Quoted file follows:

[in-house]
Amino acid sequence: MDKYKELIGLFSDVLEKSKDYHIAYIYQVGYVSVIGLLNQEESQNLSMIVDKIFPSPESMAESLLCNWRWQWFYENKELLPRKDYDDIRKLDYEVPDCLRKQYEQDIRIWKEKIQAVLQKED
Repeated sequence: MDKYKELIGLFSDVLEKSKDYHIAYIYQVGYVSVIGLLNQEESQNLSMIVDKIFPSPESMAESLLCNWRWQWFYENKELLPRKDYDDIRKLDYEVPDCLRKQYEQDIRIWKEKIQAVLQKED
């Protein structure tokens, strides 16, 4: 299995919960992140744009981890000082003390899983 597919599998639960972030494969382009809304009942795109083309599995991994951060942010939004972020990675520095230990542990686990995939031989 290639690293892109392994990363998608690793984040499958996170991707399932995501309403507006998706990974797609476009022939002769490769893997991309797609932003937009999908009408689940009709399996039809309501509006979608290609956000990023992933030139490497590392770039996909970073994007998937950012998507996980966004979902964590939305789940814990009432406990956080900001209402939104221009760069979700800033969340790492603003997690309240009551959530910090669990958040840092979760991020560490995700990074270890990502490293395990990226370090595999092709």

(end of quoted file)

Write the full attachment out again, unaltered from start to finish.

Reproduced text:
[in-house]
Amino acid sequence: MDKYKELIGLFSDVLEKSKDYHIAYIYQVGYVSVIGLLNQEESQNLSMIVDKIFPSPESMAESLLCNWRWQWFYENKELLPRKDYDDIRKLDYEVPDCLRKQYEQDIRIWKEKIQAVLQKED
Repeated sequence: MDKYKELIGLFSDVLEKSKDYHIAYIYQVGYVSVIGLLNQEESQNLSMIVDKIFPSPESMAESLLCNWRWQWFYENKELLPRKDYDDIRKLDYEVPDCLRKQYEQDIRIWKEKIQAVLQKED
């Protein structure tokens, strides 16, 4: 299995919960992140744009981890000082003390899983 597919599998639960972030494969382009809304009942795109083309599995991994951060942010939004972020990675520095230990542990686990995939031989 290639690293892109392994990363998608690793984040499958996170991707399932995501309403507006998706990974797609476009022939002769490769893997991309797609932003937009999908009408689940009709399996039809309501509006979608290609956000990023992933030139490497590392770039996909970073994007998937950012998507996980966004979902964590939305789940814990009432406990956080900001209402939104221009760069979700800033969340790492603003997690309240009551959530910090669990958040840092979760991020560490995700990074270890990502490293395990990226370090595999092709």